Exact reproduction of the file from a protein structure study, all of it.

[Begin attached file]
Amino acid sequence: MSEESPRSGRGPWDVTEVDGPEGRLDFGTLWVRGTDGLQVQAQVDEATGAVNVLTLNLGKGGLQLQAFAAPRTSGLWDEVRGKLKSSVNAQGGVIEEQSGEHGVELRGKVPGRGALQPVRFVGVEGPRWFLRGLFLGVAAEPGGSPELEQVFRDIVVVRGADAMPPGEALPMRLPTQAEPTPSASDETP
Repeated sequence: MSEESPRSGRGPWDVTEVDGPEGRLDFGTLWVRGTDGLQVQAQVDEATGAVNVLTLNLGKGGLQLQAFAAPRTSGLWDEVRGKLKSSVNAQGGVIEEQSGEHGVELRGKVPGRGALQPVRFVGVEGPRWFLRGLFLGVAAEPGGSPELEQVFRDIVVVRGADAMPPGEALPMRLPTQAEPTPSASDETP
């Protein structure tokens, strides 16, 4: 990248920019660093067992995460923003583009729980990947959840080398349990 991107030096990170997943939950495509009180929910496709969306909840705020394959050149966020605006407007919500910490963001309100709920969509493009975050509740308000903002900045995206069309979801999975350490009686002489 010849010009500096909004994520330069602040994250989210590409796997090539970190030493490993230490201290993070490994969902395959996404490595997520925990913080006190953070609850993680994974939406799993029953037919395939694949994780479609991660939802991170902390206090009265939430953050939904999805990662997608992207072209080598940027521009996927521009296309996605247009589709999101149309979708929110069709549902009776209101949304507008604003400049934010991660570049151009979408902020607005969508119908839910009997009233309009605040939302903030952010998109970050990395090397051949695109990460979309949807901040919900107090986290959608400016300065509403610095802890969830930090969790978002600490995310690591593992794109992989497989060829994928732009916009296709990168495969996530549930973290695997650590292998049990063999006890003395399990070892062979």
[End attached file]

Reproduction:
Amino acid sequence: MSEESPRSGRGPWDVTEVDGPEGRLDFGTLWVRGTDGLQVQAQVDEATGAVNVLTLNLGKGGLQLQAFAAPRTSGLWDEVRGKLKSSVNAQGGVIEEQSGEHGVELRGKVPGRGALQPVRFVGVEGPRWFLRGLFLGVAAEPGGSPELEQVFRDIVVVRGADAMPPGEALPMRLPTQAEPTPSASDETP
Repeated sequence: MSEESPRSGRGPWDVTEVDGPEGRLDFGTLWVRGTDGLQVQAQVDEATGAVNVLTLNLGKGGLQLQAFAAPRTSGLWDEVRGKLKSSVNAQGGVIEEQSGEHGVELRGKVPGRGALQPVRFVGVEGPRWFLRGLFLGVAAEPGGSPELEQVFRDIVVVRGADAMPPGEALPMRLPTQAEPTPSASDETP
């Protein structure tokens, strides 16, 4: 990248920019660093067992995460923003583009729980990947959840080398349990 991107030096990170997943939950495509009180929910496709969306909840705020394959050149966020605006407007919500910490963001309100709920969509493009975050509740308000903002900045995206069309979801999975350490009686002489 010849010009500096909004994520330069602040994250989210590409796997090539970190030493490993230490201290993070490994969902395959996404490595997520925990913080006190953070609850993680994974939406799993029953037919395939694949994780479609991660939802991170902390206090009265939430953050939904999805990662997608992207072209080598940027521009996927521009296309996605247009589709999101149309979708929110069709549902009776209101949304507008604003400049934010991660570049151009979408902020607005969508119908839910009997009233309009605040939302903030952010998109970050990395090397051949695109990460979309949807901040919900107090986290959608400016300065509403610095802890969830930090969790978002600490995310690591593992794109992989497989060829994928732009916009296709990168495969996530549930973290695997650590292998049990063999006890003395399990070892062979």